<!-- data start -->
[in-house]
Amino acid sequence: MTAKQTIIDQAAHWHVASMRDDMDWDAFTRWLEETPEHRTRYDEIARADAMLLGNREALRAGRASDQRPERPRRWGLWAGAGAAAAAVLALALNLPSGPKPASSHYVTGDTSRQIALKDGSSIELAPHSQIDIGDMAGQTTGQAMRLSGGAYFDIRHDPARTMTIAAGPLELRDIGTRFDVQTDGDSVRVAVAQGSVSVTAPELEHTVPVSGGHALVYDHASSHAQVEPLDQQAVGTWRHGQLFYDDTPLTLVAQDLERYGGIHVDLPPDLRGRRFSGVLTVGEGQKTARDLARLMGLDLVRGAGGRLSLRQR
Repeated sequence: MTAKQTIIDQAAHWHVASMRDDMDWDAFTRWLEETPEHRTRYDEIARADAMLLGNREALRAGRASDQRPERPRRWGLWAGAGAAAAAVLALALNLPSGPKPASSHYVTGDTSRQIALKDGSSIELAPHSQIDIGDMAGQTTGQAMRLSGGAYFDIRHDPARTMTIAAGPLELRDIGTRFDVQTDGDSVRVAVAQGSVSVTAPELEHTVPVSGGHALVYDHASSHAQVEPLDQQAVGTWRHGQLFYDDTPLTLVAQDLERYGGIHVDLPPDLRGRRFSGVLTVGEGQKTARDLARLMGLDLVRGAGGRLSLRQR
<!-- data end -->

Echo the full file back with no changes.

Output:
[in-house]
Amino acid sequence: MTAKQTIIDQAAHWHVASMRDDMDWDAFTRWLEETPEHRTRYDEIARADAMLLGNREALRAGRASDQRPERPRRWGLWAGAGAAAAAVLALALNLPSGPKPASSHYVTGDTSRQIALKDGSSIELAPHSQIDIGDMAGQTTGQAMRLSGGAYFDIRHDPARTMTIAAGPLELRDIGTRFDVQTDGDSVRVAVAQGSVSVTAPELEHTVPVSGGHALVYDHASSHAQVEPLDQQAVGTWRHGQLFYDDTPLTLVAQDLERYGGIHVDLPPDLRGRRFSGVLTVGEGQKTARDLARLMGLDLVRGAGGRLSLRQR
Repeated sequence: MTAKQTIIDQAAHWHVASMRDDMDWDAFTRWLEETPEHRTRYDEIARADAMLLGNREALRAGRASDQRPERPRRWGLWAGAGAAAAAVLALALNLPSGPKPASSHYVTGDTSRQIALKDGSSIELAPHSQIDIGDMAGQTTGQAMRLSGGAYFDIRHDPARTMTIAAGPLELRDIGTRFDVQTDGDSVRVAVAQGSVSVTAPELEHTVPVSGGHALVYDHASSHAQVEPLDQQAVGTWRHGQLFYDDTPLTLVAQDLERYGGIHVDLPPDLRGRRFSGVLTVGEGQKTARDLARLMGLDLVRGAGGRLSLRQR